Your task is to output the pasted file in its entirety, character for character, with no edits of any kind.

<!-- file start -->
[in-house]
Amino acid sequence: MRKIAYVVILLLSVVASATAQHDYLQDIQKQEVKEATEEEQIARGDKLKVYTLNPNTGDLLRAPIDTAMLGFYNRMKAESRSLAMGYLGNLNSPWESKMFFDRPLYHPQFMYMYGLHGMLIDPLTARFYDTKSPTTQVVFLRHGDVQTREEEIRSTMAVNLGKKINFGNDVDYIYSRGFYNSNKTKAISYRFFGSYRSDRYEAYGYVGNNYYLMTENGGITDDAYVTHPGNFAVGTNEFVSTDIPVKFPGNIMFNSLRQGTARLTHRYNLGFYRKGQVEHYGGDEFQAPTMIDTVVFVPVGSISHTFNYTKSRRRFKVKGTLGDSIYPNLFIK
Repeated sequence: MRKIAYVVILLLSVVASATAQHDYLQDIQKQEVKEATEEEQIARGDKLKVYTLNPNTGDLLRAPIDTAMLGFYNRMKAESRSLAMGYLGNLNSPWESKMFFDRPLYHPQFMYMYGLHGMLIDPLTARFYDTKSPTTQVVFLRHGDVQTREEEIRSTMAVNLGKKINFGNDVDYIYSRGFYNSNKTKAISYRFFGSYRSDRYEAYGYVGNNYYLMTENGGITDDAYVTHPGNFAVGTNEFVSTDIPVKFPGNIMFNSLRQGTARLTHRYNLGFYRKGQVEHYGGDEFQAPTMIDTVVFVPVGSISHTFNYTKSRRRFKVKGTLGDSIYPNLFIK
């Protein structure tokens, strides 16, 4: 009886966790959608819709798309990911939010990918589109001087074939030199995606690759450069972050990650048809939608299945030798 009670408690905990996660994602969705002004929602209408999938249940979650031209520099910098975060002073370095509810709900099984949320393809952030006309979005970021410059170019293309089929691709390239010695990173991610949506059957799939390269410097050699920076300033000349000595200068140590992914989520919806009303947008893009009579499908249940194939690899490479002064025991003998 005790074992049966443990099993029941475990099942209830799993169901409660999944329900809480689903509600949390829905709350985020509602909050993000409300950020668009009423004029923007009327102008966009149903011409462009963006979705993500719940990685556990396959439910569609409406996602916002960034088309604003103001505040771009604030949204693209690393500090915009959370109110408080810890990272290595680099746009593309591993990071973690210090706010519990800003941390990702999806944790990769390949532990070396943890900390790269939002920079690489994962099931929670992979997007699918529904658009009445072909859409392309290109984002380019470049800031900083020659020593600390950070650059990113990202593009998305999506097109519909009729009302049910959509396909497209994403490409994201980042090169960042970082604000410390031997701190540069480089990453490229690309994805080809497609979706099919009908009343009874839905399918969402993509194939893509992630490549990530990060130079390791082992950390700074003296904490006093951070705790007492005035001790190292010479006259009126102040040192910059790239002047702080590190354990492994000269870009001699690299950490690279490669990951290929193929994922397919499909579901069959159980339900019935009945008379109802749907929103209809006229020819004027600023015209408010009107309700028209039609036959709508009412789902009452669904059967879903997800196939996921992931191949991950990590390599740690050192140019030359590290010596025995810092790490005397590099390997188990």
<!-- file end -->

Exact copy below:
[in-house]
Amino acid sequence: MRKIAYVVILLLSVVASATAQHDYLQDIQKQEVKEATEEEQIARGDKLKVYTLNPNTGDLLRAPIDTAMLGFYNRMKAESRSLAMGYLGNLNSPWESKMFFDRPLYHPQFMYMYGLHGMLIDPLTARFYDTKSPTTQVVFLRHGDVQTREEEIRSTMAVNLGKKINFGNDVDYIYSRGFYNSNKTKAISYRFFGSYRSDRYEAYGYVGNNYYLMTENGGITDDAYVTHPGNFAVGTNEFVSTDIPVKFPGNIMFNSLRQGTARLTHRYNLGFYRKGQVEHYGGDEFQAPTMIDTVVFVPVGSISHTFNYTKSRRRFKVKGTLGDSIYPNLFIK
Repeated sequence: MRKIAYVVILLLSVVASATAQHDYLQDIQKQEVKEATEEEQIARGDKLKVYTLNPNTGDLLRAPIDTAMLGFYNRMKAESRSLAMGYLGNLNSPWESKMFFDRPLYHPQFMYMYGLHGMLIDPLTARFYDTKSPTTQVVFLRHGDVQTREEEIRSTMAVNLGKKINFGNDVDYIYSRGFYNSNKTKAISYRFFGSYRSDRYEAYGYVGNNYYLMTENGGITDDAYVTHPGNFAVGTNEFVSTDIPVKFPGNIMFNSLRQGTARLTHRYNLGFYRKGQVEHYGGDEFQAPTMIDTVVFVPVGSISHTFNYTKSRRRFKVKGTLGDSIYPNLFIK
């Protein structure tokens, strides 16, 4: 009886966790959608819709798309990911939010990918589109001087074939030199995606690759450069972050990650048809939608299945030798 009670408690905990996660994602969705002004929602209408999938249940979650031209520099910098975060002073370095509810709900099984949320393809952030006309979005970021410059170019293309089929691709390239010695990173991610949506059957799939390269410097050699920076300033000349000595200068140590992914989520919806009303947008893009009579499908249940194939690899490479002064025991003998 005790074992049966443990099993029941475990099942209830799993169901409660999944329900809480689903509600949390829905709350985020509602909050993000409300950020668009009423004029923007009327102008966009149903011409462009963006979705993500719940990685556990396959439910569609409406996602916002960034088309604003103001505040771009604030949204693209690393500090915009959370109110408080810890990272290595680099746009593309591993990071973690210090706010519990800003941390990702999806944790990769390949532990070396943890900390790269939002920079690489994962099931929670992979997007699918529904658009009445072909859409392309290109984002380019470049800031900083020659020593600390950070650059990113990202593009998305999506097109519909009729009302049910959509396909497209994403490409994201980042090169960042970082604000410390031997701190540069480089990453490229690309994805080809497609979706099919009908009343009874839905399918969402993509194939893509992630490549990530990060130079390791082992950390700074003296904490006093951070705790007492005035001790190292010479006259009126102040040192910059790239002047702080590190354990492994000269870009001699690299950490690279490669990951290929193929994922397919499909579901069959159980339900019935009945008379109802749907929103209809006229020819004027600023015209408010009107309700028209039609036959709508009412789902009452669904059967879903997800196939996921992931191949991950990590390599740690050192140019030359590290010596025995810092790490005397590099390997188990």